What is a Cell

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Breadcrumb Abstract Shape
Breadcrumb Abstract Shape
Breadcrumb Abstract Shape
Breadcrumb Abstract Shape
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What is a Cell?
  • User AvatarMeraeducation
  • 01 Apr, 2024
  • 4 Mins Read

What is a Cell

What is a Cell?

Cell – A cell is the basic, smallest structural & functional unit of the body.

Point 1. The basic unit of Body
Point 2. The smallest unit of Body

A cell is the basic structural and functional unit of living organisms. It is the smallest unit of life capable of performing all the functions necessary for life, such as metabolism, growth, reproduction, and responding to stimuli.

Animal cells vary in size, shape, and function depending on their specific role within the organism. They are enclosed by a semi-permeable membrane, which regulates the passage of substances in and out of the cell. Inside the cell, various organelles carry out specific functions, such as the nucleus, which contains the genetic material (DNA), and mitochondria, which are responsible for energy production.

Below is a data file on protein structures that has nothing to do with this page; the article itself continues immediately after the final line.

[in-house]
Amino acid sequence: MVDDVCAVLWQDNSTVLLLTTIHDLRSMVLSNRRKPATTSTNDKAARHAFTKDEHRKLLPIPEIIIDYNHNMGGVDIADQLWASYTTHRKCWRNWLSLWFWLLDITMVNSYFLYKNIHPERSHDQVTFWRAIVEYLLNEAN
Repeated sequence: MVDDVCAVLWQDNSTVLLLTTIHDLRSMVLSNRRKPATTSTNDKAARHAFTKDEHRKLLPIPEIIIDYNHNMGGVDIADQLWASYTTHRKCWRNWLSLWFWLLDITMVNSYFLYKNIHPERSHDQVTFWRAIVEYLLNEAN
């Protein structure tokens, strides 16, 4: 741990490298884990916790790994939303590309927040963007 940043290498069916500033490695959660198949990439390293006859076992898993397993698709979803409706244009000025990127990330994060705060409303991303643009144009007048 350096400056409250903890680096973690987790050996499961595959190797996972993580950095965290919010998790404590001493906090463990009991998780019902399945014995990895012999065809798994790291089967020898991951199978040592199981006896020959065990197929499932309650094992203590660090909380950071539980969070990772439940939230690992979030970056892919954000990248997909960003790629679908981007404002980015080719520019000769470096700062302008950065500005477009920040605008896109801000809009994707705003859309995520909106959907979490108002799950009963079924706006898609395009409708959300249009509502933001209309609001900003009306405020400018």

The study of cells is known as cell biology or cytology, and it is fundamental to understanding the structure and function of animals and other living organisms.

Example of Dead Cell

  • Wood
  • Hair
  • Nails
  • Horn
  • Bone
  • Both Sponge = Phy = Porifera
  • Leather

Animal Body 

Cells —- Tissue —- Organ —- Organ System —- Body (Only Higher Animal like Human)

Plant Body 

Cells —- Tissue —- Tissue System —- Plant Body

(Rough – Brick — Walls — Room — Home)

Structure of a Generalized cell
Discovery of Cells

The discovery of cells is credited to the work of several scientists over centuries. However, one of the most significant milestones in the discovery of cells is attributed to Robert Hooke, an English scientist, who in 1665, observed thin slices of cork under a microscope that he had designed. He noticed small box-like structures, which he termed “cells” because they resembled the cells (small rooms) in a monastery. Hooke’s discovery marked the first time that cells were observed and described, though he was actually seeing the cell walls of dead plant cells.